Doomed to be corrupt?
For the most part, the East European states are more corrupt than their neighbours to the west, and corruption becomes even more endemic moving eastwards into Eurasia.
Watchdog Transparency International’s annual Corruption Perceptions Index (CPI), however, shows this is not always the case. The Baltic states and Slovenia are ranked less corrupt than long-term EU members Spain, Italy and Greece. Georgia is the bright spot in the Eurasian region, having climbed no less than 78 places on the index since the Rose Revolution in 2003. This all shows that corruption can be overcome; the pity is that it hasn’t been in so many countries, often due to a combination of stiff political resistance and institutional sluggishness.
Romania has made steady progress up the rankings on the CPI over the last decade or more, especially in the five years since Kovesi took over at the DNA in 2013, rising from 83rd place in 2003 to a respectable 59th in 2007 – on a par with both Hungary and Italy.
Reformers in the CEE and Eurasian regions have some tough historical legacies to fight against. During the communist era informal networks and relationships were vital to securing scarce consumer goods, as well as doctors’ appointments, entrance to good schools and universities and so on. Long before that, regions like Central Asia and the Caucasus had entrenched systems of closely knit clans and extended family ties that persisted into the communist era and afterwards. In the chaotic early transition years opportunities for corruption were rampant due to the massive gains to be had from privatisations and the wild west style capitalism that raged in the absence of an effective institutional framework. After the legacy of communism was torn down it took a long time to build new institutions. The social breakdown also caused by the collapse of communism, which happened to varying extents in most of the region, forcing citizens back into relying on those they knew and trusted, ensuring the informal links of the communist era continued by creating a climate in which personal loyalties outweighed formal duties.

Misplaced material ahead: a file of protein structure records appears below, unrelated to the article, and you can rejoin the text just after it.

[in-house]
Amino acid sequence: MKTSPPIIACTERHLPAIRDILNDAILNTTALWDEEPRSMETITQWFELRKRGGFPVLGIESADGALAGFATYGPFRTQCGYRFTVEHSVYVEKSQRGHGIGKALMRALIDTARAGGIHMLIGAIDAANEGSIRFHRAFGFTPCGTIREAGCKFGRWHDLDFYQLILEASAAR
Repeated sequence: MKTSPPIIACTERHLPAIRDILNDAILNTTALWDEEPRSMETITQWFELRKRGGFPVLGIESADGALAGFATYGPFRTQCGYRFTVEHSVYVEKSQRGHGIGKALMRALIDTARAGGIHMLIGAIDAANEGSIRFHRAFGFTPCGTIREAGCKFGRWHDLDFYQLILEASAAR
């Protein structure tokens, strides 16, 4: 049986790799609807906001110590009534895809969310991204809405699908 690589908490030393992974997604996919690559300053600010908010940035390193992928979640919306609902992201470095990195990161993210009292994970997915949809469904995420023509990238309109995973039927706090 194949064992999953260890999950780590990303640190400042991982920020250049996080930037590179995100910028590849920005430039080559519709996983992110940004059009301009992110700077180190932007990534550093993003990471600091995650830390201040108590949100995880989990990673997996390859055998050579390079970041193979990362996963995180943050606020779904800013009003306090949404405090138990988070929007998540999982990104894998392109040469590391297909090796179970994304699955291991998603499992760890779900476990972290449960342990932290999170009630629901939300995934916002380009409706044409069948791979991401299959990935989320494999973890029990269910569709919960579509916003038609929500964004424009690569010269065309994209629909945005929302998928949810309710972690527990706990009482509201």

This isn’t to say countries from the former Eastern bloc are doomed to remain corrupt forever. In CEE it’s approaching three decades since the end of communism, while in the former Soviet countries it’s just 27 years; this is still a short time if you take into account that most were grappling with turbulent transitions and economic collapse for at least the first decade after the fall of the Soviet Union.
Those Western countries that score much better on the index typically made reforms a lot further back in their history — in the UK, for example, the civil service was a hotbed of patronage and nepotism in the 19th century, which was only changed with the adoption of the Northcote Trevelyan reforms that took many years to force past politicians to accept governmental service entrance exam rather than the known quantity of the sons and nephews of their associates and social equals.